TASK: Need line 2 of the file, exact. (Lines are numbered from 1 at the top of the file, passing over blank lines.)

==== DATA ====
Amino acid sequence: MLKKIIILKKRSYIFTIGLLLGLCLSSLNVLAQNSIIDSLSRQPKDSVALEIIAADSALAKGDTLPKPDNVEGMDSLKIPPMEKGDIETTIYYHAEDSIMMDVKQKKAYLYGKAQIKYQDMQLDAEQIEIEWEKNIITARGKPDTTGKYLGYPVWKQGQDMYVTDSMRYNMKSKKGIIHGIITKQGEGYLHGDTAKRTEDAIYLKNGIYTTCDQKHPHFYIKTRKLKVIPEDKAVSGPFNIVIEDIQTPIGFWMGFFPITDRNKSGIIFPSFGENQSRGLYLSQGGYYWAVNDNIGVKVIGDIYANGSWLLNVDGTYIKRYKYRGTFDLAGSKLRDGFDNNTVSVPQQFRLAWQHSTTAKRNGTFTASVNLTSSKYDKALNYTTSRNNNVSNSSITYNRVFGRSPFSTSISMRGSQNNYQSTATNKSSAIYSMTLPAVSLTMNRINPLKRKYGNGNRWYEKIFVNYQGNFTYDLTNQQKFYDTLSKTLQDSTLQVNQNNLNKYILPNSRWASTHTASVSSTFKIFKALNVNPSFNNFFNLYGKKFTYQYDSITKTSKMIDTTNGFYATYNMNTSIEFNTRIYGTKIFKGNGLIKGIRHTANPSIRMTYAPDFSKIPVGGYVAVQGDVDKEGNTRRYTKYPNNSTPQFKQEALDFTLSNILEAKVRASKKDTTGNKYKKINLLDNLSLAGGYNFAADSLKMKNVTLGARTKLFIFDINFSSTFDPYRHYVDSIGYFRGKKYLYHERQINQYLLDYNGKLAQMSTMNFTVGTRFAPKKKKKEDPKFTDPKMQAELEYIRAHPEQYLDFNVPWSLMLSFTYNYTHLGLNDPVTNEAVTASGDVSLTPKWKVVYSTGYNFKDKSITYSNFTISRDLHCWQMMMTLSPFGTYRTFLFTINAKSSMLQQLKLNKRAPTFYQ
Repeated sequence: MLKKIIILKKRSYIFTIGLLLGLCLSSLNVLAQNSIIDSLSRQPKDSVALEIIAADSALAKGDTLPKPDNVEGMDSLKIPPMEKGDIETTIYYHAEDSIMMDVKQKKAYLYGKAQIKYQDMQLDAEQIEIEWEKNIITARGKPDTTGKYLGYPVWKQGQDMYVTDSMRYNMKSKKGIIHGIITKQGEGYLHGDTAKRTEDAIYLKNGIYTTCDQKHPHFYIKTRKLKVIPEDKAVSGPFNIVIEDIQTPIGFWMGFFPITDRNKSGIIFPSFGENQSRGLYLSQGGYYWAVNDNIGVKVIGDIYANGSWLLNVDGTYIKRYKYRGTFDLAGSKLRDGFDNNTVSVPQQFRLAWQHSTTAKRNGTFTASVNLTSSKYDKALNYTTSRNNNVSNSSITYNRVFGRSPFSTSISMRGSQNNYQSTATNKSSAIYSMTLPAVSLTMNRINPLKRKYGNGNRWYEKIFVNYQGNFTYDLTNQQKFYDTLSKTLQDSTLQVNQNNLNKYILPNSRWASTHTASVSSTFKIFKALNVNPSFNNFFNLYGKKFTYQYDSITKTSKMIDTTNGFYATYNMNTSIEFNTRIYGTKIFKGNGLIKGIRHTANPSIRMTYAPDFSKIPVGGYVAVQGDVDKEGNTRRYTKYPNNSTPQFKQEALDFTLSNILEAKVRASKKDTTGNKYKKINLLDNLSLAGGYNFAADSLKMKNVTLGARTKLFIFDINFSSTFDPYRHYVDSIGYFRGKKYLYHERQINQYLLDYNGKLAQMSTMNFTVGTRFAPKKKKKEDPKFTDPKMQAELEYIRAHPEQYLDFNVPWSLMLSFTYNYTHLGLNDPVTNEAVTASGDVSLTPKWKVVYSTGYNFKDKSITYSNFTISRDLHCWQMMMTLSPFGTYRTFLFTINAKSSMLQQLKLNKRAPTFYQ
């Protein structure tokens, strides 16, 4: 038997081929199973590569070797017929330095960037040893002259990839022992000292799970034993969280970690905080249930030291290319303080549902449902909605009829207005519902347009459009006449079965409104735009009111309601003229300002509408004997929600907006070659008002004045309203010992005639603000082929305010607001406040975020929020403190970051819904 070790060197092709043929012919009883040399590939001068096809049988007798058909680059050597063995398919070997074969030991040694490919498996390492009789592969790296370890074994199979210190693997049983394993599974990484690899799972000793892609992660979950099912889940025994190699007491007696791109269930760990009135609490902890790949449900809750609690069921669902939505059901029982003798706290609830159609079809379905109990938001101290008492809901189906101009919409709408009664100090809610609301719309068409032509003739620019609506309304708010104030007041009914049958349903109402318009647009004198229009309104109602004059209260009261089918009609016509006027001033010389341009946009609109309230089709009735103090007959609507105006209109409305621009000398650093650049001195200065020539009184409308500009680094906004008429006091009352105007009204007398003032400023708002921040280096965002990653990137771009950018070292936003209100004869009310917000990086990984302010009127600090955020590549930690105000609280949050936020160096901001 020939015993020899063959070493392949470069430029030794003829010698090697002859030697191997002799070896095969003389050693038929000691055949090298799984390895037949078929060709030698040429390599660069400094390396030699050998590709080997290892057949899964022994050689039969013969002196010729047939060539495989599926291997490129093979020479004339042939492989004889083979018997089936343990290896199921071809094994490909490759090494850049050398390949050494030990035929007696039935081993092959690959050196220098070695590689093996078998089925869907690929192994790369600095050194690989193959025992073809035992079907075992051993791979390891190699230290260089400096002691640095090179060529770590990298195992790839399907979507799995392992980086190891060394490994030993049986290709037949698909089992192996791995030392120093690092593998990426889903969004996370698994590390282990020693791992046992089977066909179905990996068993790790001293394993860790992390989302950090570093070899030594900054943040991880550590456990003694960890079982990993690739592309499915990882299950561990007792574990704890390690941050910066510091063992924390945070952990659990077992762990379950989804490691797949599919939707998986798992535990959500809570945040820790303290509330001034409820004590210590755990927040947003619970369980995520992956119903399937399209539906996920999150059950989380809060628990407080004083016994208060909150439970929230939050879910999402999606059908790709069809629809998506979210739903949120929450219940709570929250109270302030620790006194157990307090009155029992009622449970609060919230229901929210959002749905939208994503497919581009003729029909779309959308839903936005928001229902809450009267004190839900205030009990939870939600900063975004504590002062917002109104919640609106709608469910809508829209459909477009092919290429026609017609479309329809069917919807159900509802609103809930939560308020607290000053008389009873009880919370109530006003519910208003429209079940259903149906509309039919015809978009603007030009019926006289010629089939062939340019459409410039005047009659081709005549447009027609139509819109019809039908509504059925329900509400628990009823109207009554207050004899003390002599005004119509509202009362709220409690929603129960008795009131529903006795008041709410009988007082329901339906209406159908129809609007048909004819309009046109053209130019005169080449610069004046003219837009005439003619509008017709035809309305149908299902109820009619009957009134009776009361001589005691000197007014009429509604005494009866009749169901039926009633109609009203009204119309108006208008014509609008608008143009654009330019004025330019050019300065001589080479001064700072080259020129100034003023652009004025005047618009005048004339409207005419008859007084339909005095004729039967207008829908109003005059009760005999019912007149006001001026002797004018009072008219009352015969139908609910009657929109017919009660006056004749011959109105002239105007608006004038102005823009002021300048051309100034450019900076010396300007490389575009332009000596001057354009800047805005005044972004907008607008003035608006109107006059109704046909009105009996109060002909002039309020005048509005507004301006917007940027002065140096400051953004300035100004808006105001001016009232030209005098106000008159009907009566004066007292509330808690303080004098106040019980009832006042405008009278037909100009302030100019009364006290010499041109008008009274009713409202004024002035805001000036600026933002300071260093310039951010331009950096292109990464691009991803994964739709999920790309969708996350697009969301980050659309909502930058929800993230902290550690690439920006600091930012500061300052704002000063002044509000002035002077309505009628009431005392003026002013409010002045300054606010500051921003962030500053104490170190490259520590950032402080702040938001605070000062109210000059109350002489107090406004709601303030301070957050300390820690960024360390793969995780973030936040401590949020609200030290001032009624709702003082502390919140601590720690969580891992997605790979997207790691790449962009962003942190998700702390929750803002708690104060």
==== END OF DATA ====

Repeated sequence: MLKKIIILKKRSYIFTIGLLLGLCLSSLNVLAQNSIIDSLSRQPKDSVALEIIAADSALAKGDTLPKPDNVEGMDSLKIPPMEKGDIETTIYYHAEDSIMMDVKQKKAYLYGKAQIKYQDMQLDAEQIEIEWEKNIITARGKPDTTGKYLGYPVWKQGQDMYVTDSMRYNMKSKKGIIHGIITKQGEGYLHGDTAKRTEDAIYLKNGIYTTCDQKHPHFYIKTRKLKVIPEDKAVSGPFNIVIEDIQTPIGFWMGFFPITDRNKSGIIFPSFGENQSRGLYLSQGGYYWAVNDNIGVKVIGDIYANGSWLLNVDGTYIKRYKYRGTFDLAGSKLRDGFDNNTVSVPQQFRLAWQHSTTAKRNGTFTASVNLTSSKYDKALNYTTSRNNNVSNSSITYNRVFGRSPFSTSISMRGSQNNYQSTATNKSSAIYSMTLPAVSLTMNRINPLKRKYGNGNRWYEKIFVNYQGNFTYDLTNQQKFYDTLSKTLQDSTLQVNQNNLNKYILPNSRWASTHTASVSSTFKIFKALNVNPSFNNFFNLYGKKFTYQYDSITKTSKMIDTTNGFYATYNMNTSIEFNTRIYGTKIFKGNGLIKGIRHTANPSIRMTYAPDFSKIPVGGYVAVQGDVDKEGNTRRYTKYPNNSTPQFKQEALDFTLSNILEAKVRASKKDTTGNKYKKINLLDNLSLAGGYNFAADSLKMKNVTLGARTKLFIFDINFSSTFDPYRHYVDSIGYFRGKKYLYHERQINQYLLDYNGKLAQMSTMNFTVGTRFAPKKKKKEDPKFTDPKMQAELEYIRAHPEQYLDFNVPWSLMLSFTYNYTHLGLNDPVTNEAVTASGDVSLTPKWKVVYSTGYNFKDKSITYSNFTISRDLHCWQMMMTLSPFGTYRTFLFTINAKSSMLQQLKLNKRAPTFYQ